Let’s Get Clean Routine

Personal Hygiene Whether your child is a toddler or an adult, there is always room to focus on personal hygiene. For many, taking care of one’s personal needs can be challenging and/or seen as unnecessary by the individual. It’s up to us to help them understand why proper hygiene is important while giving them the skills they need to guide them towards grooming independence.

When is a Good Time to Start?
NOW! If your child is a toddler, start with baby steps of hand-over-hand techniques or let them do it themselves and you come behind and finish the job. For example, with brushing the teeth, it’s great if they will try to do the job by themselves and then you say, “Let me help you finish.”

Hand Washing
Hand washing is a great place to begin. Having a visual schedule breaking the task down into baby steps might be helpful including the following:

  • Turn on water
  • Get soap
  • Make bubbles on hand
  • Rinse bubbles off
  • Turn off water
  • Get towel
  • Dry hands

Initially, you might not see much progress and you might be doing hand-over-hand. Gradually, remove your help in different areas and view the progress. Let your child do it all by himself and you might be surprised by the progress. Begin to back yourself out of the process.

Teaching Other Self Help Skills
As your child becomes comfortable with basic tasks, you can create a visual schedule (using home photos or google images) of each task. I work with adult transition students with severe challenges. We do grooming daily using a visual schedule including:

  • Wash hands,
  • Brush teeth,
  • Put on deodorant,
  • Brush hair and
  • Wash face.

At some point in these students’ lives, each of these tasks was a mountain for their parents and teachers to climb. Now that these students are older, they do each task with little or no prompting. This is a huge leap so I wanted you to see how much the baby steps in younger days really pay off. Many of our students now shave their faces and trim their own nails. One student even uses mouth wash and cologne. They have been taught the importance of grooming throughout their lifetime and it has paid off.

On the other side of this topic, I have many students at age 21, who have never given themselves a bath or washed their own hair. Perhaps they will always need assistance in these areas, but to not give them the “tools” they will need to attempt these tasks on their own, I believe, is a disservice to them. This does not include individuals who are physically unable to attempt the task.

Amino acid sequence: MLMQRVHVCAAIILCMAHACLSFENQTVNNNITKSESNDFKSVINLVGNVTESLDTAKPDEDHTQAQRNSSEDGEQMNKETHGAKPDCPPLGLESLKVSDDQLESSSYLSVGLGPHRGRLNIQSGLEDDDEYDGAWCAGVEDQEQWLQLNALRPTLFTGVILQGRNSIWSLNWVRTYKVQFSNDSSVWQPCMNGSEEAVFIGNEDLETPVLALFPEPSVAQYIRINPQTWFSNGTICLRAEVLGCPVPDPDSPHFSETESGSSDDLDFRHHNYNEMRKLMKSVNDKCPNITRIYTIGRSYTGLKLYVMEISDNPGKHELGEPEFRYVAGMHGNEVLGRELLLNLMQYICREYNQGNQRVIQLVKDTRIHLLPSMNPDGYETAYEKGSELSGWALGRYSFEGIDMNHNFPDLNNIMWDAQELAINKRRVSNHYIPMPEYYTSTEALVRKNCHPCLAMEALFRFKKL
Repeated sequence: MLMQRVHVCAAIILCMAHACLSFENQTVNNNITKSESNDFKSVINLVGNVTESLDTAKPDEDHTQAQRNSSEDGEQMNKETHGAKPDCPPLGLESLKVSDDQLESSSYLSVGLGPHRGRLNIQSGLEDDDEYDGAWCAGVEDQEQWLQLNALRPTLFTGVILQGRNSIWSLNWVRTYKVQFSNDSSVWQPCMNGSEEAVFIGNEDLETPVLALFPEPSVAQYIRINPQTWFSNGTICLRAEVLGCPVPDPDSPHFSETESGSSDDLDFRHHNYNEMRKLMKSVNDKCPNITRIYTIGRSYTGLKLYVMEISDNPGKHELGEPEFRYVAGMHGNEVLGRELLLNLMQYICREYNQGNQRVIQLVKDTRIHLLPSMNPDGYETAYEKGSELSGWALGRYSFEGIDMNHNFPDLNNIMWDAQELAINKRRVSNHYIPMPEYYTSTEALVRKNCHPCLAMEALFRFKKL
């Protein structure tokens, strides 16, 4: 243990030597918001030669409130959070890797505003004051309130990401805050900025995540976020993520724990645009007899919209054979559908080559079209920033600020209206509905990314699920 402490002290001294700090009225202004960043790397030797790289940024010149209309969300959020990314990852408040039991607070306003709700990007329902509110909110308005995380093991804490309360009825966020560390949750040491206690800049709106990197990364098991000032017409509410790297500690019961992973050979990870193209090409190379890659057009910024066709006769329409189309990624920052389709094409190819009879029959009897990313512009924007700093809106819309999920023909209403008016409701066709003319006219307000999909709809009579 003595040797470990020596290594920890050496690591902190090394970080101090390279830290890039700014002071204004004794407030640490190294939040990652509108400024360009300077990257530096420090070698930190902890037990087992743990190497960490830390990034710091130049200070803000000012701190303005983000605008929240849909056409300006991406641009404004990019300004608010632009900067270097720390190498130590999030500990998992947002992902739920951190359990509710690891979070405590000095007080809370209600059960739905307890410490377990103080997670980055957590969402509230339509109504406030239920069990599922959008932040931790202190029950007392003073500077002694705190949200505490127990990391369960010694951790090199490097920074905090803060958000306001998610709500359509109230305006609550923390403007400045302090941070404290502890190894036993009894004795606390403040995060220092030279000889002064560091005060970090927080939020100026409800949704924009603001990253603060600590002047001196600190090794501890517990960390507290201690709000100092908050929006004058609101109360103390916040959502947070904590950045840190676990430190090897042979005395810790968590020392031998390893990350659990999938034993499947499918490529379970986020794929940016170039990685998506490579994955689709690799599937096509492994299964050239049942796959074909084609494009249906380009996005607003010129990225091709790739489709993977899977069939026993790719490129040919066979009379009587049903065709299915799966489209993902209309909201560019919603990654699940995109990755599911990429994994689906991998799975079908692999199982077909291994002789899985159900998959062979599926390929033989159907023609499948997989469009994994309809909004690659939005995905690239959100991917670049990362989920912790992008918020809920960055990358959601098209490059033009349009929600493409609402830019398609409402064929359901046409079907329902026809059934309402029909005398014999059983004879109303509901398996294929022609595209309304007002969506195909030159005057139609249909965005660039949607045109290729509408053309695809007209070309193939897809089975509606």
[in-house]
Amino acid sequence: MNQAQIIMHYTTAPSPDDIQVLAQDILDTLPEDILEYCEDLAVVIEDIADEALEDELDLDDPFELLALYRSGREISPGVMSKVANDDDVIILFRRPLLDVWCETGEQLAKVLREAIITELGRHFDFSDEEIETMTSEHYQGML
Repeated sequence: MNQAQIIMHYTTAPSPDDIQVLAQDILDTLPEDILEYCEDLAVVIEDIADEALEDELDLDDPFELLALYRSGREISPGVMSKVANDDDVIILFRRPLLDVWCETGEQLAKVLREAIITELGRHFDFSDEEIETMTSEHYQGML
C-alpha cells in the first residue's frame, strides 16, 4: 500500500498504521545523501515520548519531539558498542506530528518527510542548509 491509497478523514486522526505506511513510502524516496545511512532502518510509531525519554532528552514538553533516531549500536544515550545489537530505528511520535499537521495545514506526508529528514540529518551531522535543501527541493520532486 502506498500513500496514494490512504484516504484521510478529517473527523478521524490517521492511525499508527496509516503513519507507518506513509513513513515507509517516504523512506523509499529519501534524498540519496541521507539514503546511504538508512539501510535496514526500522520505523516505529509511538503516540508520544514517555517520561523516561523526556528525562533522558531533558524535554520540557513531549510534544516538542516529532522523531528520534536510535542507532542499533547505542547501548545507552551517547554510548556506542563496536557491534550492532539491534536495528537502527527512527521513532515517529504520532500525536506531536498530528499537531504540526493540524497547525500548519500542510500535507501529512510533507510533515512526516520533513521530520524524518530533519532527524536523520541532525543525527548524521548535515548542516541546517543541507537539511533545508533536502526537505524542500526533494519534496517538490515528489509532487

Many areas – such as teeth brushing and potty training – can be challenging. There are many resources to help parents navigate these areas. Know that you are NOT alone in this journey and that each baby step you take to help your child learn personal hygiene skills will lead to their future success.

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Joanna Keating-Velasco About Joanna Keating-Velasco

Joanna Keating-Velasco has worked with students with various special needs ages 3 through 22 as a Paraprofessional for over fifteen years and is currently specializing in adult transition. She has authored two books, A Is for Autism, F Is for Friend and In His Shoes – A Short Journey through Autism. Learn more about Joanna at A is for Autism.

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  • Karen

    Hi Joanna. Do you have any advice for helping a 10 year-old (with ADHD) who knows what to do but refuses to do it? Often, in the evening, he will refuse to brush his teeth or bathe or, if he does it, will not do it thoroughly. If I become insistent, he goes into a rage. He tries to bargain to postpone it, then doesn’t hold up his end of the bargain. For instance, he’ll ask for just 2 more minutes, then run and hide when the time is up. Or, he wants his brother to go first, promising he’ll cooperate, then, when it’s his turn, doesn’t cooperate. To be honest, I’m afraid of him when he rages. He weighs 102 pounds and can be violent.

  • Joanna Keating-Velasco